SAN FRANCISCO — News Corp. president and chief operating officer Peter Chernin sounded the alarm Friday over the rising costs of the TV business that have brought the networks to “the edge of economic turmoil.”
“It’s not yet time for a eulogy,” he told station execs at the spring affiliates meeting in San Francisco. “But I strongly believe it’s time for a real wake-up call.”
Chernin blamed agents and lawyers for “invading” the TV business after cleaning up with feature films. He complained that hit shows are being renegotiated earlier and at higher fees, slamming network profits.
Fox’s Sunday hit “X-Files,” for instance, was just renegotiated and will cost Fox $15 million more each year, he said. (Of course, that’s a 20th show, so much of the money stays with the company.) But ABC, he contends, lost close to $20 million on the midseason Arsenio Hall flop.
Sports rights are also “spiraling to new heights,” and network development costs — more than $50 million at Fox this year — “are spinning out of control,” he said. Chernin also blasted the latest Hollywood development trend: demanding episode production commitments before a series pilot is even shot.
Networks held hostage
“Networks are being held hostage now for series commitments,” he said. “It’s kind of like buying a house before seeing the neighborhood or the floor plan.”
Fox’s decision to develop much of its network programming inhouse at 20th Century Fox is a “defensive move” to avoid having hit shows pulled off the schedule by suppliers, Chernin contends.
Chernin’s remarks were, perhaps, a not-so-subtle way of encouraging affils to help the network more through increased promotion and by picking up some of the costs of extending rights to the NFL and other programming. The timing, however, was rather ironic, given News Corp.’s agreement to spend more than $1 billion to purchase Intl. Family Entertainment days earlier.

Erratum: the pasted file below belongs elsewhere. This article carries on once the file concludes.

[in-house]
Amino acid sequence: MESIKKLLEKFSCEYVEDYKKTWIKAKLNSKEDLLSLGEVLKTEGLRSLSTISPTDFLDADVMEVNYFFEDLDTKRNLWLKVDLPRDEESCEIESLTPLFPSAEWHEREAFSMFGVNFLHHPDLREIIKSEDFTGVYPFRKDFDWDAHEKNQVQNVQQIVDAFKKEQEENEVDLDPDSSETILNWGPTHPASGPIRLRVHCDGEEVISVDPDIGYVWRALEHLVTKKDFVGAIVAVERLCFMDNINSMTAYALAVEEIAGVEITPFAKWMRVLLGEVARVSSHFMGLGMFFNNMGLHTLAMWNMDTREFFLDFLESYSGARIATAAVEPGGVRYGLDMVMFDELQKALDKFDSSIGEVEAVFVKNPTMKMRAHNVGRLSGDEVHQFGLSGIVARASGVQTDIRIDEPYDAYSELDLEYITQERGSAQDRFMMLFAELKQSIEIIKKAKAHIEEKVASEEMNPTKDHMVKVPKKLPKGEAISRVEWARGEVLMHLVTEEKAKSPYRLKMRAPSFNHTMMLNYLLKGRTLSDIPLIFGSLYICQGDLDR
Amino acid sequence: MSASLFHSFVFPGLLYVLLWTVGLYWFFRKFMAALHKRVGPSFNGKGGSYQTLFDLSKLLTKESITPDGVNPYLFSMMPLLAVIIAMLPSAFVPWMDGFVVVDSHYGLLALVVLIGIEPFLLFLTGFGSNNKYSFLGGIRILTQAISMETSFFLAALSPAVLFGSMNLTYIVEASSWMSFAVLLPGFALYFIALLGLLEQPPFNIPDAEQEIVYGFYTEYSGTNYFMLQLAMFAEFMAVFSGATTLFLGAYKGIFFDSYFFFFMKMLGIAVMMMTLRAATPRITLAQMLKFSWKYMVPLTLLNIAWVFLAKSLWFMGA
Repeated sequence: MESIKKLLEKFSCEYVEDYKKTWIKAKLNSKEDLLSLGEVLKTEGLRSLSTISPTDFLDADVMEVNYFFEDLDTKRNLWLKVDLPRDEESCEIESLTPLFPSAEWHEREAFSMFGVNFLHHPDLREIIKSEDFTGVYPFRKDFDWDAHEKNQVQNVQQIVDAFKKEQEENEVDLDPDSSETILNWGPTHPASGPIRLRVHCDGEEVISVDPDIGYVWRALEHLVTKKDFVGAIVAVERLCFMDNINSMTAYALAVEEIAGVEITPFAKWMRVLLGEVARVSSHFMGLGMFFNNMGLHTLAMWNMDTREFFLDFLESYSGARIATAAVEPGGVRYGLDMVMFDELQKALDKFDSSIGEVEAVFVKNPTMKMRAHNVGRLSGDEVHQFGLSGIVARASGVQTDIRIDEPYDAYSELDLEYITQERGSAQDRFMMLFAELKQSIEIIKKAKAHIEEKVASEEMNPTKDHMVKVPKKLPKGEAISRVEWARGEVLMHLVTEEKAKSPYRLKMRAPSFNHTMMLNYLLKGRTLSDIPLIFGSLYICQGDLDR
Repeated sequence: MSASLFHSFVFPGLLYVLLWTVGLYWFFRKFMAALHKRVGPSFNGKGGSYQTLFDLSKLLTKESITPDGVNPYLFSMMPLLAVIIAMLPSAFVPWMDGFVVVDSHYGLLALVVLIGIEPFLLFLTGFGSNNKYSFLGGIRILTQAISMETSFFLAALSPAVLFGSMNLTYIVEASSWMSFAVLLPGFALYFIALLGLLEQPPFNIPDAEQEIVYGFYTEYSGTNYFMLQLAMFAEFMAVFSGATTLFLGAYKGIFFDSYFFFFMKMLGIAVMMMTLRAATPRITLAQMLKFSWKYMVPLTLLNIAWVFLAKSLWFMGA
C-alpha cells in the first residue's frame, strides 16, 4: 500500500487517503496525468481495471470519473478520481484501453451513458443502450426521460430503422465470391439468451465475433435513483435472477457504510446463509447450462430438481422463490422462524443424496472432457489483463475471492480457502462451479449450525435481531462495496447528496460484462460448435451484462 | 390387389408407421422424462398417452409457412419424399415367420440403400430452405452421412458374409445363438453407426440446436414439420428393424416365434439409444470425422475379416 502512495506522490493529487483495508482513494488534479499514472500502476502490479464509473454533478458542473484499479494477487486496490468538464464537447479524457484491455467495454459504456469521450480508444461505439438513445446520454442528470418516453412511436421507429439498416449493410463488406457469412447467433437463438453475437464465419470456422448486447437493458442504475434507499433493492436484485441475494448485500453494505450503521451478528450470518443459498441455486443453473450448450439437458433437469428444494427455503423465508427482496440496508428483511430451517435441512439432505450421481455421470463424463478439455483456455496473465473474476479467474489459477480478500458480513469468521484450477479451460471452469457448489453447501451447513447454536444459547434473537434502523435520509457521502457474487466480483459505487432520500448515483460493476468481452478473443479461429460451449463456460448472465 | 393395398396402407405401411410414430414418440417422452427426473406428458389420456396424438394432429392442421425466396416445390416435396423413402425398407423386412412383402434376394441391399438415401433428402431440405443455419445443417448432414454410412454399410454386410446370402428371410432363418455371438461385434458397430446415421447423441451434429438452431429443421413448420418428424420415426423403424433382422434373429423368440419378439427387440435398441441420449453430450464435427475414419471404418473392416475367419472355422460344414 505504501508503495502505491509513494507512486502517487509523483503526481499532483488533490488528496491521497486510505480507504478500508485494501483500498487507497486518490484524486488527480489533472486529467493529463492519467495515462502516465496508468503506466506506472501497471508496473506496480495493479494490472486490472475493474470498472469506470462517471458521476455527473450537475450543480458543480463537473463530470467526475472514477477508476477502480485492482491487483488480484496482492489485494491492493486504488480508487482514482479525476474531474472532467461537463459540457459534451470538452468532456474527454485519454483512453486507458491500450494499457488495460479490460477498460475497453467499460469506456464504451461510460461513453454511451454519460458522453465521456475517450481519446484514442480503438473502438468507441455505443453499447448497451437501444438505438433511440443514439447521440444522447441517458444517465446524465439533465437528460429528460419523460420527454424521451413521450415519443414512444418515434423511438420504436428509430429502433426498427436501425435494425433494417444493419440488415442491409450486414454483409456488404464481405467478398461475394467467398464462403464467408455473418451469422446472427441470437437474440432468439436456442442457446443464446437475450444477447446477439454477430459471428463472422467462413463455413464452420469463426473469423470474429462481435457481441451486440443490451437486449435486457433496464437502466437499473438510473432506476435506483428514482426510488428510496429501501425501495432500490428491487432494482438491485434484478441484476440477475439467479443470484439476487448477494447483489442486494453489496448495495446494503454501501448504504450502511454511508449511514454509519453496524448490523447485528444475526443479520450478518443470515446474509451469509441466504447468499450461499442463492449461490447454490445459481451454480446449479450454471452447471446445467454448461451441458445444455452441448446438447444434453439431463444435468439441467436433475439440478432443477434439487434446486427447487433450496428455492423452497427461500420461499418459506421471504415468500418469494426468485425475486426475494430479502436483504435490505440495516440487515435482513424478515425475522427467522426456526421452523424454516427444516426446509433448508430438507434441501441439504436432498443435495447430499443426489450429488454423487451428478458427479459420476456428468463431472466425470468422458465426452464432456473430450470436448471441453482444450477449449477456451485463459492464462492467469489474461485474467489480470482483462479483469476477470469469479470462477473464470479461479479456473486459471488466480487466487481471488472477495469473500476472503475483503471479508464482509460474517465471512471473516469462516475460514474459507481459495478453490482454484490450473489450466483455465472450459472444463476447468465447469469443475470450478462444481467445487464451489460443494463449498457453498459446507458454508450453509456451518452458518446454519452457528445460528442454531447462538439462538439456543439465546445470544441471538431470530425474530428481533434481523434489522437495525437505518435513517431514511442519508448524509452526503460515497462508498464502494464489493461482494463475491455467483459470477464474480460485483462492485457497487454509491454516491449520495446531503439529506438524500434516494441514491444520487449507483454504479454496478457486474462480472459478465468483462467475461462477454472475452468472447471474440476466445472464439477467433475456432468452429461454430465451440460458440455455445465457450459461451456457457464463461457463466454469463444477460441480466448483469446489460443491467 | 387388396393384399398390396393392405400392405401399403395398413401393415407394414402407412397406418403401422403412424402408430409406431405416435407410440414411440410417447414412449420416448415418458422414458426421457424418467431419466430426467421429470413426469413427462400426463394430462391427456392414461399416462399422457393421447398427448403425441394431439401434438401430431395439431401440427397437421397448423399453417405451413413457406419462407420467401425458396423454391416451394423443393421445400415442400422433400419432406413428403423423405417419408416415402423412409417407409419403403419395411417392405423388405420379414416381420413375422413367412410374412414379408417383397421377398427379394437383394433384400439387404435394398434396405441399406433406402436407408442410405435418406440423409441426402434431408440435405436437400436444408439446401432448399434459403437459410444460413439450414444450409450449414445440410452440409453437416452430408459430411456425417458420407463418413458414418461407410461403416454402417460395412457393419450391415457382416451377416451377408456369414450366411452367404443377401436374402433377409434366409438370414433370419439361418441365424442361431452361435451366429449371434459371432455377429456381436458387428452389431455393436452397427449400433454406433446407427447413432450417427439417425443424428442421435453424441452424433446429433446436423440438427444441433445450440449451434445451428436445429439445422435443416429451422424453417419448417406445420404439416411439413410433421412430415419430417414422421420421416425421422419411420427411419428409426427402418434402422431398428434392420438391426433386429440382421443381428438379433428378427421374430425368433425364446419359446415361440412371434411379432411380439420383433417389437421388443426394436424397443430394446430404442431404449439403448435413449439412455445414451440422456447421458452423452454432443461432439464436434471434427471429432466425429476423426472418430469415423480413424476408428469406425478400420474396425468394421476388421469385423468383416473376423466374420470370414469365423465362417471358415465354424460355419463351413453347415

Chernin said owning IFE and multiple distribution platforms is necessary in order to justify and spread out the increased programming costs. Affiliates, however, see IFE’s The Family Channel as new competition for viewers and potentially an eventual threat to their program exclusivity (see related story).
News Corp. co-chief operating officer Chase Carey dodged the bullet on the testy issue of program exclusivity, saying Fox has no current plans to make its programs available through any other distribution platform than its affiliates. Carey also threw Fox affils a bone by unveiling a new one-year test of a “seamless,” commercial-free transition from the end of network primetime programming at 10 p.m. into local news. To compensate for the lost spots, Fox will elongate two 30-second local commercial breaks within the 9 p.m. to 10 p.m. hour.
Carey said there would be no strings attached, but he did come down hard on affils that haven’t yet started airing local news. “There are simply no excuses anymore to be newsless,” he said.
Fox is offering its affiliates ready-made news packages to help lower the cost of starting up newscasts. However, the network hinted that it may soon ask affiliates to share in the costs of gathering the Newsedge feed it now sends to affiliates for free.
Fox Entertainment Group president Peter Roth presented the new fall lineup to affils, and he announced two new executive producers on “Millennium,” former “X-Files” writers Glen Morgan and Jim Wong.